Clozapine and Cancer Risk: New Data
Recently read about that long-term treatment with clozapine is associated with a small, but significant, risk of hematological malignancies in individuals with schizophrenia. Is it true?
@anjali-1 Investigators found long-term clozapine use of more than 5 years was linked to a 2.7-fold increased risk of hematological malignancies in a dose-dependent manner compared with other antipsychotics. Study results suggest long-term clozapine use is associated with increased risk of hematological malignancy, but the absolute risk is small compared with the absolute risk reduction in all-cause mortality associated with clozapine treatment compared with other antipsychotics. The study was published online March 22 in Lancet Psychiatry.
An Unresolved Issue
Clozapine is more effective than other antipsychotics for managing symptoms and suicidal behavior in schizophrenia, with the lowest mortality compared with other antipsychotics, but its use is restricted in many countries, the researchers note. Reports of nine deaths associated with clozapine use — eight due to agranulocytosis and one due to leukemia — in southwestern Finland in 1975 resulted in worldwide withdrawal of the drug. In 1990, clozapine was relaunched with stipulations for strict blood count control. The cumulative incidence of clozapine-induced agranulocytosis or severe neutropenia is estimated at about 0.9%.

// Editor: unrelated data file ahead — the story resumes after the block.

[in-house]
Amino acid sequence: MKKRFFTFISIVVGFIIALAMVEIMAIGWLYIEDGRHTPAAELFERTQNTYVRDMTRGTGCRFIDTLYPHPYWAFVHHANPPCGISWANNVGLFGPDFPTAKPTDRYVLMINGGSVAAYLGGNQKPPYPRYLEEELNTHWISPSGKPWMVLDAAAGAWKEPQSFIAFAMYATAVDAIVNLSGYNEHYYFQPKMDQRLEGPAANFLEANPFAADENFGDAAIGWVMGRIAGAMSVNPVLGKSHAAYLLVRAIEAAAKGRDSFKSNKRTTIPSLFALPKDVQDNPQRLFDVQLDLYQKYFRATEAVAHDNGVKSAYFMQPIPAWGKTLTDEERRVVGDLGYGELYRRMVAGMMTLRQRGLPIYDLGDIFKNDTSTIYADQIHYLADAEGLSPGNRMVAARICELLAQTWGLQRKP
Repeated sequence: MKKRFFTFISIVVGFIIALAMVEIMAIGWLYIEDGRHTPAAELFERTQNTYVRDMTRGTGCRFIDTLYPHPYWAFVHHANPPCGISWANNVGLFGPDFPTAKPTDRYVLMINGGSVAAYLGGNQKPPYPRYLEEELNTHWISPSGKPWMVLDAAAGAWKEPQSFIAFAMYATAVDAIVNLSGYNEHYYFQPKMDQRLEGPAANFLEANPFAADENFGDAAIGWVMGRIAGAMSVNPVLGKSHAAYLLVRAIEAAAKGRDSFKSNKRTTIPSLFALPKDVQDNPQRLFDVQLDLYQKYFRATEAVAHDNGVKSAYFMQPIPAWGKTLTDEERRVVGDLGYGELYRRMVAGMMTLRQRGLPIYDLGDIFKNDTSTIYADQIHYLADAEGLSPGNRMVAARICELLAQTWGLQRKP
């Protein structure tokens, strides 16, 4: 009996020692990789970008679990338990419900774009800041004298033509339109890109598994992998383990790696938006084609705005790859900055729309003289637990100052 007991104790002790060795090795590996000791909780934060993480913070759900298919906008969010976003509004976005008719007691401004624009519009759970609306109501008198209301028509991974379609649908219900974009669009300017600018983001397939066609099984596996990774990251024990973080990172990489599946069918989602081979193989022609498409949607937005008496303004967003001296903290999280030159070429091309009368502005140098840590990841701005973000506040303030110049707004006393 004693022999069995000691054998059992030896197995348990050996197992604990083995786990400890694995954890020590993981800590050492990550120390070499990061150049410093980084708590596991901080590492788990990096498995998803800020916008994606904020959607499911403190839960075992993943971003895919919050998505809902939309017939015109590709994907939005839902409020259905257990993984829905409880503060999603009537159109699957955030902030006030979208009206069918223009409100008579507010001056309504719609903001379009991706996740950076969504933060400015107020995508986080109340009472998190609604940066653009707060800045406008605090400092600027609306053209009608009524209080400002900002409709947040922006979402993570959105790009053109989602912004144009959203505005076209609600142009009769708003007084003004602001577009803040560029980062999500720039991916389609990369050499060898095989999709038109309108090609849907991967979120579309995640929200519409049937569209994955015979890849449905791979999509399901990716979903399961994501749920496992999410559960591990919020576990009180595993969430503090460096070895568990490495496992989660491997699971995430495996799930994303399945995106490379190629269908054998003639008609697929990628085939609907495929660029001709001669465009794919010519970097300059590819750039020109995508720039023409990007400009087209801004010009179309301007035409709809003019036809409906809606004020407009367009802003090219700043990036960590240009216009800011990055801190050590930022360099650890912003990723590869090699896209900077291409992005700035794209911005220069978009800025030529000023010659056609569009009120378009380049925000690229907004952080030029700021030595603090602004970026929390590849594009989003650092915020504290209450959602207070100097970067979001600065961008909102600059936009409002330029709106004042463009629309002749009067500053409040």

Several small studies from Australia, Denmark, and the United States, and a large pharmacovigilance study suggest that clozapine treatment might be associated with an increased risk of hematological malignancies. Previous studies have suggested a possible risk of hematological malignancies associated with clozapine, but due to methodological issues, the question had remained unsettled.